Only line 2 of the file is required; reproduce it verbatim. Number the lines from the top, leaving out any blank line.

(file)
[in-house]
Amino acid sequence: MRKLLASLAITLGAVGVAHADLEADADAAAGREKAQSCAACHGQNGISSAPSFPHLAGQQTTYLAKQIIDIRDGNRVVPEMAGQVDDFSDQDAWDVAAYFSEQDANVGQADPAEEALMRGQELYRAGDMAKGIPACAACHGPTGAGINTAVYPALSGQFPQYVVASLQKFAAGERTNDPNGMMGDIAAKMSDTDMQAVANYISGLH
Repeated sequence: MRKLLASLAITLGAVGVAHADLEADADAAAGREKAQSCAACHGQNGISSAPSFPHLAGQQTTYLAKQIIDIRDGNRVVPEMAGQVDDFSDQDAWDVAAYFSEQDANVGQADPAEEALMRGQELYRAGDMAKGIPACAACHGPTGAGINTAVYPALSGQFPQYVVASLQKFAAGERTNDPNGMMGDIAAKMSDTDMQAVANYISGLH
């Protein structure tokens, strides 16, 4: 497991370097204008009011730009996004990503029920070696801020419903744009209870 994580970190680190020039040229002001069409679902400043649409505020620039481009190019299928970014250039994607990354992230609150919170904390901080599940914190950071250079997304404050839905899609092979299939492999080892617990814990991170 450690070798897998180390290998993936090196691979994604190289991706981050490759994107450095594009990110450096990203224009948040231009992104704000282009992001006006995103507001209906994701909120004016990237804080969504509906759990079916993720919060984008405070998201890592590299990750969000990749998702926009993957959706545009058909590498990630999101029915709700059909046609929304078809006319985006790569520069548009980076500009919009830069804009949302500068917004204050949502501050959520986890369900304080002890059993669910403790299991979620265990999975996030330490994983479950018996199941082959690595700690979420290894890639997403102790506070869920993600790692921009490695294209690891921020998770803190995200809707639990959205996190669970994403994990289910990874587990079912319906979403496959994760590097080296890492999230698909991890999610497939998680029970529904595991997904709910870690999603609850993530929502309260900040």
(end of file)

Amino acid sequence: MRKLLASLAITLGAVGVAHADLEADADAAAGREKAQSCAACHGQNGISSAPSFPHLAGQQTTYLAKQIIDIRDGNRVVPEMAGQVDDFSDQDAWDVAAYFSEQDANVGQADPAEEALMRGQELYRAGDMAKGIPACAACHGPTGAGINTAVYPALSGQFPQYVVASLQKFAAGERTNDPNGMMGDIAAKMSDTDMQAVANYISGLH